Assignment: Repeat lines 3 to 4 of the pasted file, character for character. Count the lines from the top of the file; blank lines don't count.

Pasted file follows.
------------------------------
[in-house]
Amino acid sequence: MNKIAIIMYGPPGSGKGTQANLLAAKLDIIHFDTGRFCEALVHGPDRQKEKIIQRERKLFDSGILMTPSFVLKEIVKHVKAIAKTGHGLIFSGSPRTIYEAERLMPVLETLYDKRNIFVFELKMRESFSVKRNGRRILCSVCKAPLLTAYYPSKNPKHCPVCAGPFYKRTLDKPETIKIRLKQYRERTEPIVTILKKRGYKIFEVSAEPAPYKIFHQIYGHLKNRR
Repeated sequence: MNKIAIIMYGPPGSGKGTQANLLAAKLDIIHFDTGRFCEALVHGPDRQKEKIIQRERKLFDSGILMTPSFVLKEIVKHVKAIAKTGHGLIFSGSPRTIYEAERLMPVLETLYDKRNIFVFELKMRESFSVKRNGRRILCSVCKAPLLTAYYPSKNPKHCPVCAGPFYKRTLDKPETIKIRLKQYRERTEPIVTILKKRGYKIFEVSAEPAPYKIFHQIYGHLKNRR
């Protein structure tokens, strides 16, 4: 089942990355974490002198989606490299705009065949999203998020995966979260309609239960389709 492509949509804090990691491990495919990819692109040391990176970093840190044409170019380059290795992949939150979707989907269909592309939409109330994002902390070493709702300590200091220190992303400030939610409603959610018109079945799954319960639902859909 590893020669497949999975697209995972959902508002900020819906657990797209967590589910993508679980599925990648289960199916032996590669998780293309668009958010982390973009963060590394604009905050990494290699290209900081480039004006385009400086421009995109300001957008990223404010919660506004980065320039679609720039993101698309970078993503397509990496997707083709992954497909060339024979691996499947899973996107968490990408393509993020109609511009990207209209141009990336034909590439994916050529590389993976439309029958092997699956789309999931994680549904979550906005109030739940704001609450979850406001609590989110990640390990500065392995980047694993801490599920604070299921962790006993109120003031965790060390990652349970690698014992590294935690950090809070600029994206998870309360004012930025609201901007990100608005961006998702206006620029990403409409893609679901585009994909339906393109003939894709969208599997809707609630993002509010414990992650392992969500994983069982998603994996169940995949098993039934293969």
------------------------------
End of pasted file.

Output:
Repeated sequence: MNKIAIIMYGPPGSGKGTQANLLAAKLDIIHFDTGRFCEALVHGPDRQKEKIIQRERKLFDSGILMTPSFVLKEIVKHVKAIAKTGHGLIFSGSPRTIYEAERLMPVLETLYDKRNIFVFELKMRESFSVKRNGRRILCSVCKAPLLTAYYPSKNPKHCPVCAGPFYKRTLDKPETIKIRLKQYRERTEPIVTILKKRGYKIFEVSAEPAPYKIFHQIYGHLKNRR
């Protein structure tokens, strides 16, 4: 089942990355974490002198989606490299705009065949999203998020995966979260309609239960389709 492509949509804090990691491990495919990819692109040391990176970093840190044409170019380059290795992949939150979707989907269909592309939409109330994002902390070493709702300590200091220190992303400030939610409603959610018109079945799954319960639902859909 590893020669497949999975697209995972959902508002900020819906657990797209967590589910993508679980599925990648289960199916032996590669998780293309668009958010982390973009963060590394604009905050990494290699290209900081480039004006385009400086421009995109300001957008990223404010919660506004980065320039679609720039993101698309970078993503397509990496997707083709992954497909060339024979691996499947899973996107968490990408393509993020109609511009990207209209141009990336034909590439994916050529590389993976439309029958092997699956789309999931994680549904979550906005109030739940704001609450979850406001609590989110990640390990500065392995980047694993801490599920604070299921962790006993109120003031965790060390990652349970690698014992590294935690950090809070600029994206998870309360004012930025609201901007990100608005961006998702206006620029990403409409893609679901585009994909339906393109003939894709969208599997809707609630993002509010414990992650392992969500994983069982998603994996169940995949098993039934293969």